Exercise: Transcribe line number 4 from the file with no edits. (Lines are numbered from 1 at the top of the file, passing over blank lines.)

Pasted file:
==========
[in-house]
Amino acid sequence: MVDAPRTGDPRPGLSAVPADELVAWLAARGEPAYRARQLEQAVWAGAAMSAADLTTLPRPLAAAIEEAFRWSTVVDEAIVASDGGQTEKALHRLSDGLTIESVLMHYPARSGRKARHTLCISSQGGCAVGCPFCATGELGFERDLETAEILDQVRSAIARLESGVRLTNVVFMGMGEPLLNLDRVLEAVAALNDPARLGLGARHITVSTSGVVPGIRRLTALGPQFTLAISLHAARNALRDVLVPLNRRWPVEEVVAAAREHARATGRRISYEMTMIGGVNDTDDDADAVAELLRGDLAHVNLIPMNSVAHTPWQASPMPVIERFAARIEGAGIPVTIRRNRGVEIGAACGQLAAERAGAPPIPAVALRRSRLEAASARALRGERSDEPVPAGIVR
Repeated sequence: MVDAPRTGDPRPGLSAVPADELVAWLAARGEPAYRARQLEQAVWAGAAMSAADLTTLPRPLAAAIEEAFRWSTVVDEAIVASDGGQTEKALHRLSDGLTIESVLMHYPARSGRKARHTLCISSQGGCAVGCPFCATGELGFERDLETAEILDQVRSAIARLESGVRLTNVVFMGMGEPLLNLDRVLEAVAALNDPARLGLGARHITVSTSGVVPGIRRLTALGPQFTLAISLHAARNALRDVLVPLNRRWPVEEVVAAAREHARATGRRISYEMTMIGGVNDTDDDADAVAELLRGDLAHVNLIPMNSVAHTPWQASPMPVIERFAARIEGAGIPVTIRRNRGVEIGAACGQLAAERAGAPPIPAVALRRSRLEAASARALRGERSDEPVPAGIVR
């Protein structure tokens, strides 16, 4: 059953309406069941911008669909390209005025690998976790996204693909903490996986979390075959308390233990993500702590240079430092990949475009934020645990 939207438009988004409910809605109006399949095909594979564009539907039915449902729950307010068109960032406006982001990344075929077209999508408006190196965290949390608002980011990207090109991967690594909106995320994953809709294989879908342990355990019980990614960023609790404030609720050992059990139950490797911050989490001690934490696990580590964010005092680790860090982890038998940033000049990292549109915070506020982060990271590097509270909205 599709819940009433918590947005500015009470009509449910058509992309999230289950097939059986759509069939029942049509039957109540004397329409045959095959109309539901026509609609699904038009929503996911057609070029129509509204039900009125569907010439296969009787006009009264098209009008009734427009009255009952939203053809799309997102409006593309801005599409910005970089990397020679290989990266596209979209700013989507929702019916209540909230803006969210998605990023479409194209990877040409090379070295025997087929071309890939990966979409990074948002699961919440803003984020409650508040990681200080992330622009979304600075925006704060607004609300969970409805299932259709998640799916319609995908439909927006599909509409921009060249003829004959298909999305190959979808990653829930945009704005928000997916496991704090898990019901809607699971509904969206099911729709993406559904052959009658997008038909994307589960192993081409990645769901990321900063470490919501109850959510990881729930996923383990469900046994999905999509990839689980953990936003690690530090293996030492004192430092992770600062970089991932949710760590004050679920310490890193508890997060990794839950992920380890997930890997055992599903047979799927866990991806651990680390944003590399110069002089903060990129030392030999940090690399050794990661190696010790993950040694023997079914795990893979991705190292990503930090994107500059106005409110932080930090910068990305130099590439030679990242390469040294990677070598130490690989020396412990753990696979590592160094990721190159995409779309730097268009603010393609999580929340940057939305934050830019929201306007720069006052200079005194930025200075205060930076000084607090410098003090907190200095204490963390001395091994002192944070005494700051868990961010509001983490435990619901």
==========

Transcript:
């Protein structure tokens, strides 16, 4: 059953309406069941911008669909390209005025690998976790996204693909903490996986979390075959308390233990993500702590240079430092990949475009934020645990 939207438009988004409910809605109006399949095909594979564009539907039915449902729950307010068109960032406006982001990344075929077209999508408006190196965290949390608002980011990207090109991967690594909106995320994953809709294989879908342990355990019980990614960023609790404030609720050992059990139950490797911050989490001690934490696990580590964010005092680790860090982890038998940033000049990292549109915070506020982060990271590097509270909205 599709819940009433918590947005500015009470009509449910058509992309999230289950097939059986759509069939029942049509039957109540004397329409045959095959109309539901026509609609699904038009929503996911057609070029129509509204039900009125569907010439296969009787006009009264098209009008009734427009009255009952939203053809799309997102409006593309801005599409910005970089990397020679290989990266596209979209700013989507929702019916209540909230803006969210998605990023479409194209990877040409090379070295025997087929071309890939990966979409990074948002699961919440803003984020409650508040990681200080992330622009979304600075925006704060607004609300969970409805299932259709998640799916319609995908439909927006599909509409921009060249003829004959298909999305190959979808990653829930945009704005928000997916496991704090898990019901809607699971509904969206099911729709993406559904052959009658997008038909994307589960192993081409990645769901990321900063470490919501109850959510990881729930996923383990469900046994999905999509990839689980953990936003690690530090293996030492004192430092992770600062970089991932949710760590004050679920310490890193508890997060990794839950992920380890997930890997055992599903047979799927866990991806651990680390944003590399110069002089903060990129030392030999940090690399050794990661190696010790993950040694023997079914795990893979991705190292990503930090994107500059106005409110932080930090910068990305130099590439030679990242390469040294990677070598130490690989020396412990753990696979590592160094990721190159995409779309730097268009603010393609999580929340940057939305934050830019929201306007720069006052200079005194930025200075205060930076000084607090410098003090907190200095204490963390001395091994002192944070005494700051868990961010509001983490435990619901």